Analyze social media traffic of analysts to determine your workload

icon-social-media-blue.jpgA common issue that AR managers bring up when discussing why they currently don’t follow analysts on blogs and Twitter is that it would be too much work. Hmm, maybe it could be a lot of work, but really the reality is that it does not take much time per day tracking posts and tweets. Why? 

  • There are not many analysts in any particular market who use social media
  • Tools are available (e.g., RSS readers and Twitter Search) that make it easy and fast to track posts and tweets

Something that AR should do is work from facts and not assumptions so we recommend that AR managers conduct an analysis of their top analysts’ use of social media. This analysis should cover at least the previous three weeks to smooth out changes in usage due to travel, special events like analyst summits, holidays, and so on. Data to be gathered includes the number of blog posts for both firm and personal blogs and the overall number of tweets  

The analysis concentrates on the average number of social media publications per day. In the tests and beta client engagements of our new SageToolTM Analyst Social Media Traffic Analysis (see graphic) we found that most analyst lists only had a small percentage of analysts that actively used social media and that the volume of traffic was modest. Of course there are Continue reading

Announcing “Launching a Social Media Strategy: A SageCircle Workshop”

icon-social-media-blue.jpgSocial media is rapidly transitioning from being a playground for individuals to an important tool for business.  Some tools like blogging have been around for awhile, while others like Twitter are still emerging.  Regardless of the current start of the art, many hundreds of savvy analysts and AR professionals are using these and other tools to improve relationships, generate intelligence, and enhance conversations.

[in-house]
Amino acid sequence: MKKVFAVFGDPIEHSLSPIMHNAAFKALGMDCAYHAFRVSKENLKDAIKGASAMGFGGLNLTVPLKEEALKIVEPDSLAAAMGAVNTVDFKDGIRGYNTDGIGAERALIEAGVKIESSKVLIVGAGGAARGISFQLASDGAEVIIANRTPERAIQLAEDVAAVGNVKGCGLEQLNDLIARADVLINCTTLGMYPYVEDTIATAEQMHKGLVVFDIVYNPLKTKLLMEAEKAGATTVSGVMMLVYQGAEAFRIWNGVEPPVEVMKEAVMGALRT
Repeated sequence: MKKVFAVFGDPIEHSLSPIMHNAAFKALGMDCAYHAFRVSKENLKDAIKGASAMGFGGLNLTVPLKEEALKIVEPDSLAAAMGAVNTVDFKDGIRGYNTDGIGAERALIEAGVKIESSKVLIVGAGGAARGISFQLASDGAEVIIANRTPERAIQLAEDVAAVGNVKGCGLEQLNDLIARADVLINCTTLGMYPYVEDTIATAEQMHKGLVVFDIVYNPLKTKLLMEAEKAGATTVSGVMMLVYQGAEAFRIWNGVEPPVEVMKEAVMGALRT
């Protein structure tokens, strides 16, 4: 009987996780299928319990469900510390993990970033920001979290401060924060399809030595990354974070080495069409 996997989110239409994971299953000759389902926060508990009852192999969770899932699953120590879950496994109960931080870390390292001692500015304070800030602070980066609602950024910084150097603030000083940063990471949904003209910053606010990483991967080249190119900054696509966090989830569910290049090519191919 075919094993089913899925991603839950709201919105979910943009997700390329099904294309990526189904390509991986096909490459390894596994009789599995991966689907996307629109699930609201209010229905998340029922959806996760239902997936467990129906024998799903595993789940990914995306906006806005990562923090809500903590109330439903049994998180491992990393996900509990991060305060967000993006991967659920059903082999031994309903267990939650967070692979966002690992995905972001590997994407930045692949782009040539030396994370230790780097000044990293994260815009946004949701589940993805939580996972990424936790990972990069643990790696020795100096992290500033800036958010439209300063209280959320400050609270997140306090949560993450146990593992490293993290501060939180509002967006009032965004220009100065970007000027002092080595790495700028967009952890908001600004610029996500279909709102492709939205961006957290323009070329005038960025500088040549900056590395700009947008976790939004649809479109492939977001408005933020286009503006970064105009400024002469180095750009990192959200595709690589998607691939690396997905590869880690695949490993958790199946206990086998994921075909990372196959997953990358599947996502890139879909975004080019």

There are many questions for AR about social media

Unfortunately questions for AR abound: Should AR teams blog and tweet?  Does AR have to track bloggers and Twitterers who are not traditional analysts?  How can you pick up responsibility for blogging and Twittering when resources are already stretched thin?  When and how do you incorporate analyst blogs and Tweets into analyst opinion monitoring programs.  And most important: How to get started?

To help AR professionals and teams take a strategic approach to dealing with the rapidly changing social media usage by members of the analyst ecosystem, SageCircle is announcing a new public half-day workshop focused on how to incorporate social media into AR’s daily routine and toolbox.

Key Issues to be addressed in this workshop include:

  • What are the roles of social media in the analyst ecosystem?
  • How should social media be incorporated into AR’s strategic and tactical plan?
  • What are the policy implications of adopting blogging and Twitter?
  • How do social media get incorporated into AR measurement and reporting programs?

Get Up to Speed Quickly

In this SageCircle AR Workshop, we provide AR professionals with Continue reading